Talk Business & Politics: New steel line opens at Big River facility in Osceola
The world is changing, US Steel president and CEO Dave Burritt said Thursday (Oct. 12), and perhaps it is no more evident than in the new line that can produce the thinnest gauges, widest widths and biggest coils in the domestic steel market today.
It is not only thinnest, lightest and widest, Burritt said at a ribbon-cutting ceremony at Big River Steel in Osceola, but “it is the best steel made anywhere.”
Big River Steel, which was acquired by US Steel in 2021, is producing its Indux line of non-grain-oriented electrical steel, which was specifically engineered to meet the demands of the electrical vehicle market as well as the power generator and transformer manufacturing industries.
The Indusx manufacturing process produces up to 70-80% less in greenhouse gas emissions than integrated steel making and uses up to 90% scrap steel as a raw materials. The new line is capable of producing enough electrical steel to outfit approximately 2.6 million electric vehicles.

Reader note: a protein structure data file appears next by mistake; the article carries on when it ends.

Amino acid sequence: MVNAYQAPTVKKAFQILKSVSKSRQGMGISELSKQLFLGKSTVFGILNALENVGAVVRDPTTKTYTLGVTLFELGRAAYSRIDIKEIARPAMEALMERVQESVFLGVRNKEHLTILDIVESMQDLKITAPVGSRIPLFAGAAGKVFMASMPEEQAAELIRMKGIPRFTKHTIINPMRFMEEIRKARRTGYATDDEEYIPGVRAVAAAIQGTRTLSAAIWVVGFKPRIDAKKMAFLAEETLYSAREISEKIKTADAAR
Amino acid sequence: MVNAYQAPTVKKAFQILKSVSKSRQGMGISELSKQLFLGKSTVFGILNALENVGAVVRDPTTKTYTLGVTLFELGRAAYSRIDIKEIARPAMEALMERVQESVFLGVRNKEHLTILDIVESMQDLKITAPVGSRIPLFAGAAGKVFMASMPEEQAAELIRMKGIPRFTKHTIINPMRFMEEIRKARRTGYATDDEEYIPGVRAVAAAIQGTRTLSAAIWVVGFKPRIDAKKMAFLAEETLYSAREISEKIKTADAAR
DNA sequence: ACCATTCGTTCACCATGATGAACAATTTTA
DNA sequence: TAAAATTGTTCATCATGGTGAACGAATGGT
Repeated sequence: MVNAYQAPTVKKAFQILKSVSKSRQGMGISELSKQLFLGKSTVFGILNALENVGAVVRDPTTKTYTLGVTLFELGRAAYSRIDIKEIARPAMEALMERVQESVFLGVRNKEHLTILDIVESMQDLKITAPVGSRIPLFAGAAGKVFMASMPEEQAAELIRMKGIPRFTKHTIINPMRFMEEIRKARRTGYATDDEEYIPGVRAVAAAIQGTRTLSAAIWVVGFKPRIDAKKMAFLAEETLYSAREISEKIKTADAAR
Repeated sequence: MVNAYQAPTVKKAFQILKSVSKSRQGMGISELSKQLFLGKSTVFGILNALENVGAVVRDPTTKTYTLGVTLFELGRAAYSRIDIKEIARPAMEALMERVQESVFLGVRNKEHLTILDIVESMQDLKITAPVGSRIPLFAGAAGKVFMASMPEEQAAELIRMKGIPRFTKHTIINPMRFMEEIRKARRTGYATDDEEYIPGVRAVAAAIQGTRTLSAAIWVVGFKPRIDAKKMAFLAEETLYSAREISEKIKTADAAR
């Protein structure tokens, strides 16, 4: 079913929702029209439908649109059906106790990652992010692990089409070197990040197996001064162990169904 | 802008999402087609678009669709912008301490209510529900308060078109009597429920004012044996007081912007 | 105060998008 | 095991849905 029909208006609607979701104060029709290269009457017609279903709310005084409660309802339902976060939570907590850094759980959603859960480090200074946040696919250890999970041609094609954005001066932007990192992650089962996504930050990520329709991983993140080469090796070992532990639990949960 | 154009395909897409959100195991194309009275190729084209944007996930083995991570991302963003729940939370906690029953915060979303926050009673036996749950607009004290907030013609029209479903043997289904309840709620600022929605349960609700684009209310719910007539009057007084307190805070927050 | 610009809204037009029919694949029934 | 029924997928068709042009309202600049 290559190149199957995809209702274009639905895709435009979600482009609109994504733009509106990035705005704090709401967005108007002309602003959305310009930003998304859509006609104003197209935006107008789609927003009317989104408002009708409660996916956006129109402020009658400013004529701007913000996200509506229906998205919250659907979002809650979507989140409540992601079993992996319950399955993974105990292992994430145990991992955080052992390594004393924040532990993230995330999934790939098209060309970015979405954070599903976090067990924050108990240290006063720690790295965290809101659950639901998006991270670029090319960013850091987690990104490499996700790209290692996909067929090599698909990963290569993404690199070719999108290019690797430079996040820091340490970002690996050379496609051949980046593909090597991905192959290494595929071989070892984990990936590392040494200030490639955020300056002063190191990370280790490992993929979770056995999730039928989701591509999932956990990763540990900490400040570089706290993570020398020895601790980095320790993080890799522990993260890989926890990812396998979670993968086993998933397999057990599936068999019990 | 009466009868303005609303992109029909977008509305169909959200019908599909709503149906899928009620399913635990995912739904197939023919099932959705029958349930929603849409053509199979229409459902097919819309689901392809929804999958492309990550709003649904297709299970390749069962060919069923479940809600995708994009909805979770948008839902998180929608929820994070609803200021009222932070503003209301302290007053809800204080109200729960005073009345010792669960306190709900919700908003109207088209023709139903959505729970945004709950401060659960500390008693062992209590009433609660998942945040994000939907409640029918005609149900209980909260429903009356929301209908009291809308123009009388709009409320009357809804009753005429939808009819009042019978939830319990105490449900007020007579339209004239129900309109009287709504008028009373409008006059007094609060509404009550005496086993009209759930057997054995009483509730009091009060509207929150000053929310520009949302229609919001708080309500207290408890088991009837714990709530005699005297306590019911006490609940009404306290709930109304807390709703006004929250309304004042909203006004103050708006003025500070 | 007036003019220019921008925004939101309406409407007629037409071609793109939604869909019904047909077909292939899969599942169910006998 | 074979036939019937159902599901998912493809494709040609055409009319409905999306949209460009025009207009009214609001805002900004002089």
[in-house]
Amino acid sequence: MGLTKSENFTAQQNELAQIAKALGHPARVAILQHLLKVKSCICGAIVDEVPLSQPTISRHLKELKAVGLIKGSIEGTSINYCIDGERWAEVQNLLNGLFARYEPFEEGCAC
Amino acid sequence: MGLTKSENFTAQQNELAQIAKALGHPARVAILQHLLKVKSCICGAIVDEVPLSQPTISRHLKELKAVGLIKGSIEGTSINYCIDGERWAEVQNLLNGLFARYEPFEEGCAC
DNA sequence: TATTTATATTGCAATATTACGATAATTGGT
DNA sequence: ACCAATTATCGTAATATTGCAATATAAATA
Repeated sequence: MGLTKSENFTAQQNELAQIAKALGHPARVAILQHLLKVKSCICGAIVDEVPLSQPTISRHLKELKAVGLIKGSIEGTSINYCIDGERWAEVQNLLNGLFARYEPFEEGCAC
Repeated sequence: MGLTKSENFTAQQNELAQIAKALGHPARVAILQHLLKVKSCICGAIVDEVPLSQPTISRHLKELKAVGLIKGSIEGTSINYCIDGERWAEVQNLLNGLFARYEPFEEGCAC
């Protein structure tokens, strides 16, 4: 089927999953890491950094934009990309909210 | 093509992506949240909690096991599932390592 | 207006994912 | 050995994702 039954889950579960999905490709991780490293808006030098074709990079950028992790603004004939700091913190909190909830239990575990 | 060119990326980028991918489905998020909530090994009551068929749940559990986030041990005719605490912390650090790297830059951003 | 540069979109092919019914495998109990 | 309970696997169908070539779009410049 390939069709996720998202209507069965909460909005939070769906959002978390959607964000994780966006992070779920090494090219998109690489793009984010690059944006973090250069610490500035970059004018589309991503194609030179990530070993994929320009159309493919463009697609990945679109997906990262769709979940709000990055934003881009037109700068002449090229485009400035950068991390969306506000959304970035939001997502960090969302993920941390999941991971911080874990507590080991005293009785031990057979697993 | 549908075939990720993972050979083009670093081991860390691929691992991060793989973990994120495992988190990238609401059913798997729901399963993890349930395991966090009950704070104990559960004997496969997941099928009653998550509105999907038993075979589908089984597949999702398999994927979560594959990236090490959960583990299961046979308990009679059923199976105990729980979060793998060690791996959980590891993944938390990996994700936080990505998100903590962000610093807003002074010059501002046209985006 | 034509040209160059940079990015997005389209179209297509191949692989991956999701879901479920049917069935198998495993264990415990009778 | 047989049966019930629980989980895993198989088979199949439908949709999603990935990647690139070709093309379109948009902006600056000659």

Completion of the line – which Big River Steel executive vice president Dan Brown said was “on time and on budget”, will result in the creation of 700 jobs. The 700 jobs are “good jobs, good-paying jobs, career jobs,” Brown said.
The construction of the new line represents an investment of $450 million, Brown said. The company pays local and state taxes and contributes $380 million to the economy of the region, he added.
Big River 2, which represents the largest economic development project in Arkansas history at $3 billion, is under construction with anticipated completion in 2024. Mississippi County is considered the largest steel-producing county in the United States.
While some companies are bringing back manufacturing from overseas, Burritt said, “We are a company that never left.”
Osceola Mayor Joe Harris said the steel industry has jump-started additional economic activity. Harris said new housing is under construction in Osceola and nearby towns to accommodate an influx of new residents.
“Our restaurants are full, our gas station lines are long, and we don’t have to send our kids away for jobs,” Harris said. “Y’all, we’re on the way up.”
After a ribbon-cutting ceremony, company employees and local officials signed the first coil of the Indux steel that was produced on the new line.